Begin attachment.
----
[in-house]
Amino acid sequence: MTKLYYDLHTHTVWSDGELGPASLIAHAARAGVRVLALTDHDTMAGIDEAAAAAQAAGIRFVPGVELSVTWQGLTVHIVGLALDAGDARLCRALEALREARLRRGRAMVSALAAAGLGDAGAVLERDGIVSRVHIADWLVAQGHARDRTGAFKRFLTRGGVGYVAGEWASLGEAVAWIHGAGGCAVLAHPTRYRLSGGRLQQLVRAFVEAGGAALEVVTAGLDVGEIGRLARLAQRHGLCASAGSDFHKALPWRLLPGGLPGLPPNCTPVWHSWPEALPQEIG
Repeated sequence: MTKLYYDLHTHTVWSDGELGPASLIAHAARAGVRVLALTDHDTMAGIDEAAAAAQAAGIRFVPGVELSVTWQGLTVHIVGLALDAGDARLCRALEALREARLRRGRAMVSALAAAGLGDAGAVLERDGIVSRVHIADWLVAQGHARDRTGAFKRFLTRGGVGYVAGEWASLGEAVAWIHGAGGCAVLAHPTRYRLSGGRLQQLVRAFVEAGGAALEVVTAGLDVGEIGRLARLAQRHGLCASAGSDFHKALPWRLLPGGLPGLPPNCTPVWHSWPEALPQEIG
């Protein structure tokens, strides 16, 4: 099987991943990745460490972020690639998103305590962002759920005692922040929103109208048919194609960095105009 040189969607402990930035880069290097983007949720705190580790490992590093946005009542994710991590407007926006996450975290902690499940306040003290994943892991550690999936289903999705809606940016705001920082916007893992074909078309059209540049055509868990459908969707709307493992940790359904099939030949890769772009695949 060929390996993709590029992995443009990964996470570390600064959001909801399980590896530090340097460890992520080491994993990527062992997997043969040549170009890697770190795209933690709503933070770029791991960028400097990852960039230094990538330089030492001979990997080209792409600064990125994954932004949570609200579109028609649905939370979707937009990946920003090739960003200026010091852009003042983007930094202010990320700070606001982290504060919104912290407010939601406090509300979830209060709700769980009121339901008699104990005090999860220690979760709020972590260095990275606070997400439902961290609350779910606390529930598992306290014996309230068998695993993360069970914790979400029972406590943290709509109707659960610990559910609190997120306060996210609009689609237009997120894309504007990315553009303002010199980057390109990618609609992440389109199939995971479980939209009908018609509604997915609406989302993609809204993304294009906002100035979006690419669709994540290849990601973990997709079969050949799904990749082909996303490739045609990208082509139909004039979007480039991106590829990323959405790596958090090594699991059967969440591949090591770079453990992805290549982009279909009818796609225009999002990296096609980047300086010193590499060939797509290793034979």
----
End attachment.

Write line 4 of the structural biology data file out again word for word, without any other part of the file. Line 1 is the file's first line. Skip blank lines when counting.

């Protein structure tokens, strides 16, 4: 099987991943990745460490972020690639998103305590962002759920005692922040929103109208048919194609960095105009 040189969607402990930035880069290097983007949720705190580790490992590093946005009542994710991590407007926006996450975290902690499940306040003290994943892991550690999936289903999705809606940016705001920082916007893992074909078309059209540049055509868990459908969707709307493992940790359904099939030949890769772009695949 060929390996993709590029992995443009990964996470570390600064959001909801399980590896530090340097460890992520080491994993990527062992997997043969040549170009890697770190795209933690709503933070770029791991960028400097990852960039230094990538330089030492001979990997080209792409600064990125994954932004949570609200579109028609649905939370979707937009990946920003090739960003200026010091852009003042983007930094202010990320700070606001982290504060919104912290407010939601406090509300979830209060709700769980009121339901008699104990005090999860220690979760709020972590260095990275606070997400439902961290609350779910606390529930598992306290014996309230068998695993993360069970914790979400029972406590943290709509109707659960610990559910609190997120306060996210609009689609237009997120894309504007990315553009303002010199980057390109990618609609992440389109199939995971479980939209009908018609509604997915609406989302993609809204993304294009906002100035979006690419669709994540290849990601973990997709079969050949799904990749082909996303490739045609990208082509139909004039979007480039991106590829990323959405790596958090090594699991059967969440591949090591770079453990992805290549982009279909009818796609225009999002990296096609980047300086010193590499060939797509290793034979």